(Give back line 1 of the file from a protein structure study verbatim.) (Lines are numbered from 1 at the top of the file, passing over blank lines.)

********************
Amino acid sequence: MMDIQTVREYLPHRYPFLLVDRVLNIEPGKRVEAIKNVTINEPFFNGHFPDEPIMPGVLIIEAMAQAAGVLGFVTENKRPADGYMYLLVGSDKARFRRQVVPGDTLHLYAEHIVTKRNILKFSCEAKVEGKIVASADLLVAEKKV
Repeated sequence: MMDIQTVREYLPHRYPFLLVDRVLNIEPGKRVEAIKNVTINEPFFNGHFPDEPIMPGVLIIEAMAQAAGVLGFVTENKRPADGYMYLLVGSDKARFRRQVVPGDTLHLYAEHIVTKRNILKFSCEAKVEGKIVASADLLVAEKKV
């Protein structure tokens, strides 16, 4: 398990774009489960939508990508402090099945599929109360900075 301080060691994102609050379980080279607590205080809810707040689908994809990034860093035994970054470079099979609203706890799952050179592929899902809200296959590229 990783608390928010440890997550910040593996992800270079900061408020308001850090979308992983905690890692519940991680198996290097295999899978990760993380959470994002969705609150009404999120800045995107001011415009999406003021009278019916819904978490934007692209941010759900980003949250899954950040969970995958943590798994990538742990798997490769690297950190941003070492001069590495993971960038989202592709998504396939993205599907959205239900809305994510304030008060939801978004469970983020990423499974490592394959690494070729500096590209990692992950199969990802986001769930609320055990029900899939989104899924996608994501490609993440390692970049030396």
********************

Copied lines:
Amino acid sequence: MMDIQTVREYLPHRYPFLLVDRVLNIEPGKRVEAIKNVTINEPFFNGHFPDEPIMPGVLIIEAMAQAAGVLGFVTENKRPADGYMYLLVGSDKARFRRQVVPGDTLHLYAEHIVTKRNILKFSCEAKVEGKIVASADLLVAEKKV